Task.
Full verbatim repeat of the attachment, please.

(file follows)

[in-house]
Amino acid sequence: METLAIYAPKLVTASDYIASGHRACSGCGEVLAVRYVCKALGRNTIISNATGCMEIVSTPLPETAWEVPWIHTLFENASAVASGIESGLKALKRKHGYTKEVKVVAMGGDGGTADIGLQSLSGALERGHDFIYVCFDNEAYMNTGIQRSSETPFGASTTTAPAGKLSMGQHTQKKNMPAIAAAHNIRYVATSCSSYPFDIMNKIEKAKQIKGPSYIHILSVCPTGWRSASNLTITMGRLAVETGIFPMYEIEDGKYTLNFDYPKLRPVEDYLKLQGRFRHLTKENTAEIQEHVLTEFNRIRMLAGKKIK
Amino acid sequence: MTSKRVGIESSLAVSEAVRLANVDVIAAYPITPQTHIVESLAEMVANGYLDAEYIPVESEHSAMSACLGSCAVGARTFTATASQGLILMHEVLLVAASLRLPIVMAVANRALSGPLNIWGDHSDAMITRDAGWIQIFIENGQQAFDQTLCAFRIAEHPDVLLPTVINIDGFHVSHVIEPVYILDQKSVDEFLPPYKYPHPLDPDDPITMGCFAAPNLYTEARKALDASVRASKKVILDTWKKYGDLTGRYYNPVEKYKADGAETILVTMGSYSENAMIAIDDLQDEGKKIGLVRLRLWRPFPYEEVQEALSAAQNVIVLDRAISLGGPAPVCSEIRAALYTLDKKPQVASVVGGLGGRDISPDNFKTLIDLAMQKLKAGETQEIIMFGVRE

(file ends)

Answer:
[in-house]
Amino acid sequence: METLAIYAPKLVTASDYIASGHRACSGCGEVLAVRYVCKALGRNTIISNATGCMEIVSTPLPETAWEVPWIHTLFENASAVASGIESGLKALKRKHGYTKEVKVVAMGGDGGTADIGLQSLSGALERGHDFIYVCFDNEAYMNTGIQRSSETPFGASTTTAPAGKLSMGQHTQKKNMPAIAAAHNIRYVATSCSSYPFDIMNKIEKAKQIKGPSYIHILSVCPTGWRSASNLTITMGRLAVETGIFPMYEIEDGKYTLNFDYPKLRPVEDYLKLQGRFRHLTKENTAEIQEHVLTEFNRIRMLAGKKIK
Amino acid sequence: MTSKRVGIESSLAVSEAVRLANVDVIAAYPITPQTHIVESLAEMVANGYLDAEYIPVESEHSAMSACLGSCAVGARTFTATASQGLILMHEVLLVAASLRLPIVMAVANRALSGPLNIWGDHSDAMITRDAGWIQIFIENGQQAFDQTLCAFRIAEHPDVLLPTVINIDGFHVSHVIEPVYILDQKSVDEFLPPYKYPHPLDPDDPITMGCFAAPNLYTEARKALDASVRASKKVILDTWKKYGDLTGRYYNPVEKYKADGAETILVTMGSYSENAMIAIDDLQDEGKKIGLVRLRLWRPFPYEEVQEALSAAQNVIVLDRAISLGGPAPVCSEIRAALYTLDKKPQVASVVGGLGGRDISPDNFKTLIDLAMQKLKAGETQEIIMFGVRE